SPENT in Classic Quotes

Simple words can express big ideas - learn how great writers to make beautiful sentences with common words.
Quotes from Persuasion by Jane Austen
 Search Panel
Word:
 You may input your word too.
Author:
Book:
 
Stems:
Sort by:
 Current Search - Spent in Persuasion
1  All his caution was spent in being secured of the real amount of her fortune, before he committed himself.
Persuasion By Jane Austen
Get Context   In Chapter 21
2  When you come to a frigate, of course, you are more confined; though any reasonable woman may be perfectly happy in one of them; and I can safely say, that the happiest part of my life has been spent on board a ship.
Persuasion By Jane Austen
Get Context   In Chapter 8
3  He had spent his whole solitary evening in the room adjoining theirs; had heard voices, mirth continually; thought they must be a most delightful set of people, longed to be with them, but certainly without the smallest suspicion of his possessing the shadow of a right to introduce himself.
Persuasion By Jane Austen
Get Context   In Chapter 15
4  It was certainly carried nearly as far as possible, for they met every morning, and hardly ever spent an evening asunder; but she believed they should not have done so well without the sight of Mr and Mrs Musgrove's respectable forms in the usual places, or without the talking, laughing, and singing of their daughters.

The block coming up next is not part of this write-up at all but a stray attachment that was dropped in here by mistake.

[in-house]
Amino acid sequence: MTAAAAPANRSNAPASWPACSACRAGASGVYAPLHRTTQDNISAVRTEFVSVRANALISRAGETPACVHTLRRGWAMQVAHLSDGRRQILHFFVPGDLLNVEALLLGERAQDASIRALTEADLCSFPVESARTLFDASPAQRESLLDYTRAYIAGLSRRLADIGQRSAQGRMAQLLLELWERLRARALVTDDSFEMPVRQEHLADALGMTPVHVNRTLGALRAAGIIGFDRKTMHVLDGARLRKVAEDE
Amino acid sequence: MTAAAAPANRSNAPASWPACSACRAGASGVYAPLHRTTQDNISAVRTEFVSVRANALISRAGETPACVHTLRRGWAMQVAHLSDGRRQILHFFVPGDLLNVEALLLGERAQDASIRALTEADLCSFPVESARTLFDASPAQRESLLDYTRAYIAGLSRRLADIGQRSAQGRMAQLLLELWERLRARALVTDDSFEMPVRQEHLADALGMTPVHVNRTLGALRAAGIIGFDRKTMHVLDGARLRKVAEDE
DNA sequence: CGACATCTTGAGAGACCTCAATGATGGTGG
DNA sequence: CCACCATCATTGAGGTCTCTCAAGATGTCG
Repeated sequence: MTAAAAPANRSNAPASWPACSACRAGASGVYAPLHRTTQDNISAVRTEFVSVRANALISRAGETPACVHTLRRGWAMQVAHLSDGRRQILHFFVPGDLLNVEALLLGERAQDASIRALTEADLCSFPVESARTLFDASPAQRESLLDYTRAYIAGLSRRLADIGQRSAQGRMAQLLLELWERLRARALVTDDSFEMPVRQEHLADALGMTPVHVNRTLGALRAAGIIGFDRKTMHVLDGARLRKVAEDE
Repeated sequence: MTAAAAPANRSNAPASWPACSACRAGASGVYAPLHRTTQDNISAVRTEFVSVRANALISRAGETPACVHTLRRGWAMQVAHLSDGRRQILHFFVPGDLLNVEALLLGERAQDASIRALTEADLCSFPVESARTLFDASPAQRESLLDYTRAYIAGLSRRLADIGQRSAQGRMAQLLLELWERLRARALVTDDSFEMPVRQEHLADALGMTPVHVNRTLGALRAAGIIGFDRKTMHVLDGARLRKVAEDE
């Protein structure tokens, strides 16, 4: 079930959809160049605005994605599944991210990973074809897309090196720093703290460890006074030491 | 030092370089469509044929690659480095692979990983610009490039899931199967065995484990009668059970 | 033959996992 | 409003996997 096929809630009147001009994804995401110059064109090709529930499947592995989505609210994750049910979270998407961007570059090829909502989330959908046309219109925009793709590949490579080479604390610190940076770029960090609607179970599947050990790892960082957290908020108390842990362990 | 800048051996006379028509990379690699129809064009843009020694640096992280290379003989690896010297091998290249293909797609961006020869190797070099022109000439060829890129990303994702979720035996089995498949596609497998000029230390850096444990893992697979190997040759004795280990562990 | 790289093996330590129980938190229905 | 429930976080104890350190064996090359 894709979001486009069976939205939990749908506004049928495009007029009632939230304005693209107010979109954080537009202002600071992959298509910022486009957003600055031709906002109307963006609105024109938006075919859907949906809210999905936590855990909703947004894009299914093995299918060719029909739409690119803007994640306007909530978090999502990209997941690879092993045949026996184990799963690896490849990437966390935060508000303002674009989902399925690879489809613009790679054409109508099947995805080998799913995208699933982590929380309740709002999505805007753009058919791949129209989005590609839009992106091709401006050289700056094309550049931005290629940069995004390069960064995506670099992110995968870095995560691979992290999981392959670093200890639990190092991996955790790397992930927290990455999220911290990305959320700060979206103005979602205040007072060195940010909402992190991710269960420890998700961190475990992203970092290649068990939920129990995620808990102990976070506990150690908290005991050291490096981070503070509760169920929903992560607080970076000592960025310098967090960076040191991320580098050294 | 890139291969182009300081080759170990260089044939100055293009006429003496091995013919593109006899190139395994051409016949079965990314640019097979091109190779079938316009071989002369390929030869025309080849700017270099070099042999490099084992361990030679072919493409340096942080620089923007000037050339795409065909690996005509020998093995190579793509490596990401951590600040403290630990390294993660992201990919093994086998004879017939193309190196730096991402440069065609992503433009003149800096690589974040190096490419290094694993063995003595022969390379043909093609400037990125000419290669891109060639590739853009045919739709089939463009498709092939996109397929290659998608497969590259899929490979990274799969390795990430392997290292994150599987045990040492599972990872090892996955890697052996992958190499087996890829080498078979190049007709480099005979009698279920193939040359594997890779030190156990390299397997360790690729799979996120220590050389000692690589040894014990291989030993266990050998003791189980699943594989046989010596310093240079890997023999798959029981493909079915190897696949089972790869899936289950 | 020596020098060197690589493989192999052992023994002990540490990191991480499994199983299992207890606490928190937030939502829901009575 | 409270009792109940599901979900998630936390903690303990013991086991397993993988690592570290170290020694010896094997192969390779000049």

Persuasion By Jane Austen
Get Context   In Chapter 6
5  And with regard to Anne's dislike of Bath, she considered it as a prejudice and mistake arising, first, from the circumstance of her having been three years at school there, after her mother's death; and secondly, from her happening to be not in perfectly good spirits the only winter which she had afterwards spent there with herself.
Persuasion By Jane Austen
Get Context   In Chapter 2
6  The remainder of Anne's time at Uppercross, comprehending only two days, was spent entirely at the Mansion House; and she had the satisfaction of knowing herself extremely useful there, both as an immediate companion, and as assisting in all those arrangements for the future, which, in Mr and Mrs Musgrove's distressed state of spirits, would have been difficulties.
Persuasion By Jane Austen
Get Context   In Chapter 13
7  This was against her; but on the other hand, he spent so much of his time at Uppercross, that in removing thence she might be considered rather as leaving him behind, than as going towards him; and, upon the whole, she believed she must, on this interesting question, be the gainer, almost as certainly as in her change of domestic society, in leaving poor Mary for Lady Russell.
Persuasion By Jane Austen
Get Context   In Chapter 11